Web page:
This study utilized the Westlaw legal database to compile litigations from 1994-2019 across the United States, and resulted in 307 total litigations. After individual screening, 211 litigations met the criteria for inclusion, and were analyzed for demographic, clinical, chronological, and verdict characteristics.
Litigations were present in 33 U.S. states, with California, New York, and Florida having the most litigations. Defendant verdicts were reached in 67.78% of litigations, followed by 20.38% of plaintiff verdicts and 11.85% of settlements. Plaintiff verdicts were associated with the incidence of myocardial infarction during hospitalization. The winter season had the most litigations (42.18%), and the most defendant verdicts (37.76%). Patient mortality occurred in 47.39% of litigations. The most common alleged reason for litigation was a procedural error (55.45%).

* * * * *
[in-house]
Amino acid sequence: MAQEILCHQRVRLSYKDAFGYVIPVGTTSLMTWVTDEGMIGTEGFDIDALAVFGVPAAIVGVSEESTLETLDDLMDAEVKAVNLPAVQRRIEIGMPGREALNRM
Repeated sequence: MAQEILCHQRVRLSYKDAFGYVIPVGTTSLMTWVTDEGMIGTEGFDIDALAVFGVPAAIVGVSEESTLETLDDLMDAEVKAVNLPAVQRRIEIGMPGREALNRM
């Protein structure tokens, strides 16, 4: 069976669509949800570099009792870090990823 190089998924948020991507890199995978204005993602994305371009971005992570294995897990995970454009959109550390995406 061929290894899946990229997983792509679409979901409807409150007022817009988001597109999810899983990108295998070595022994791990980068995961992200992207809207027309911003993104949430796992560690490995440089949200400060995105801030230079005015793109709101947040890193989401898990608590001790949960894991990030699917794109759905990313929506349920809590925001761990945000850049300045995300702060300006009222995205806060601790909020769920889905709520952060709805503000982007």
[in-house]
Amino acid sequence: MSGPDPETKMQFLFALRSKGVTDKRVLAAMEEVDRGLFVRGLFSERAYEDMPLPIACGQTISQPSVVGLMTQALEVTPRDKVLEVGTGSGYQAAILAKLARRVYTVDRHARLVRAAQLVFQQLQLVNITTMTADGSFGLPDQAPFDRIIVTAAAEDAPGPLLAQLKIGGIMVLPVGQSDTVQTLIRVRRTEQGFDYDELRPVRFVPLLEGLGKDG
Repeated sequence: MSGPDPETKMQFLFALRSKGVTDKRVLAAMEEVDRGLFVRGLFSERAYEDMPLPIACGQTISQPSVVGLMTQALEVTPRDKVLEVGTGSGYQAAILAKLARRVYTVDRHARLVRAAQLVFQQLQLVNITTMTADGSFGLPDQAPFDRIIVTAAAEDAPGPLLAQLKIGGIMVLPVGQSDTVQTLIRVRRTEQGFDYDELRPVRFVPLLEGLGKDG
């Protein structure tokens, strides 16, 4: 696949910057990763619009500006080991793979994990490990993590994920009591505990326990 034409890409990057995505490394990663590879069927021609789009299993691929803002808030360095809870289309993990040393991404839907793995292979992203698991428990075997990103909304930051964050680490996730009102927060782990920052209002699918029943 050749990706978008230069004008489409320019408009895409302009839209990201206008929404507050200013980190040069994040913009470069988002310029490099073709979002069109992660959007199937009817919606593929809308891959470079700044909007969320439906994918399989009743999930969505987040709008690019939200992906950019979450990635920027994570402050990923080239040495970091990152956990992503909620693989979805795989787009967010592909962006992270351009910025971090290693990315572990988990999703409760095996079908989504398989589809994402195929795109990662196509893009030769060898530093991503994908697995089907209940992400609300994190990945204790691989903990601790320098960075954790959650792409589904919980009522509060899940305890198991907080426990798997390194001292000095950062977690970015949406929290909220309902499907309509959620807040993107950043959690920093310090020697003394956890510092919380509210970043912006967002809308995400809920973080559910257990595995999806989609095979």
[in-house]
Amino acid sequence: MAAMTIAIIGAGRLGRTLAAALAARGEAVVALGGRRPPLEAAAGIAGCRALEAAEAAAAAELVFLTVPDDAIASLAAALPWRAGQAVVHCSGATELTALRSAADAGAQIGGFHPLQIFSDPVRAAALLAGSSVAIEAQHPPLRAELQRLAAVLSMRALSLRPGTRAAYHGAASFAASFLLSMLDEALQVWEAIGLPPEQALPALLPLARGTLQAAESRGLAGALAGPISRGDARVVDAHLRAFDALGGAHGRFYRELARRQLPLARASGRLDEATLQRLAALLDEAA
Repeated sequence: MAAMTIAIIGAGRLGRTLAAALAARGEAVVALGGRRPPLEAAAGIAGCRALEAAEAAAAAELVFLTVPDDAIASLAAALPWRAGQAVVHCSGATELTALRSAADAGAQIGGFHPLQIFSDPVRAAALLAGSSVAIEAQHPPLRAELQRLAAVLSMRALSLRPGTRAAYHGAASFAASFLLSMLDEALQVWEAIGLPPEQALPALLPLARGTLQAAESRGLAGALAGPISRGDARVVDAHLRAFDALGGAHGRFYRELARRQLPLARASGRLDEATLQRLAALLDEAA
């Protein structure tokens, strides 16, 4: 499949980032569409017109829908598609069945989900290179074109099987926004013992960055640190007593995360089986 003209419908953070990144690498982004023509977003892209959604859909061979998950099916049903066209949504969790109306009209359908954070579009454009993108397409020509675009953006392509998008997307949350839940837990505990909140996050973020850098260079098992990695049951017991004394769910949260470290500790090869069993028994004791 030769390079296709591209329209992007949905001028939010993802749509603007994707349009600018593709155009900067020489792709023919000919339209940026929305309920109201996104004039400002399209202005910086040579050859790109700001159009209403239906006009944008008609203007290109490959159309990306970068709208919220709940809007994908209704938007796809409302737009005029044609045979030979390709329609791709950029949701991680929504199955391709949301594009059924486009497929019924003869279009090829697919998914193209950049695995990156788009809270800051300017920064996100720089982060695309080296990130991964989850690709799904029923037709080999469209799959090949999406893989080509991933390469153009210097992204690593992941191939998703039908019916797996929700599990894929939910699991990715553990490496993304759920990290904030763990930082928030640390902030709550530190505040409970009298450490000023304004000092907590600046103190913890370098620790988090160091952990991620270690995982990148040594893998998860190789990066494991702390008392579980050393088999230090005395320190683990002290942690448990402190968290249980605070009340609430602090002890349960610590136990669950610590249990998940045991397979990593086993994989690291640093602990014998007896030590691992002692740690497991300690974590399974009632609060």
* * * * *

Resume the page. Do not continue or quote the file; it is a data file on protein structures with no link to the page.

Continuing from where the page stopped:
Defendant verdicts were significantly associated with an alleged reason of procedural errors, an alleged reason of a failure to monitor, and congestive heart failure present in patients. The common nature of defendant verdicts, and the significantly greater occurrence of defendant verdicts during the highly-litigated winter season, suggest that surgeons frequently satisfy the legal standard of care.
Copyright © 2021. Published by Elsevier Inc.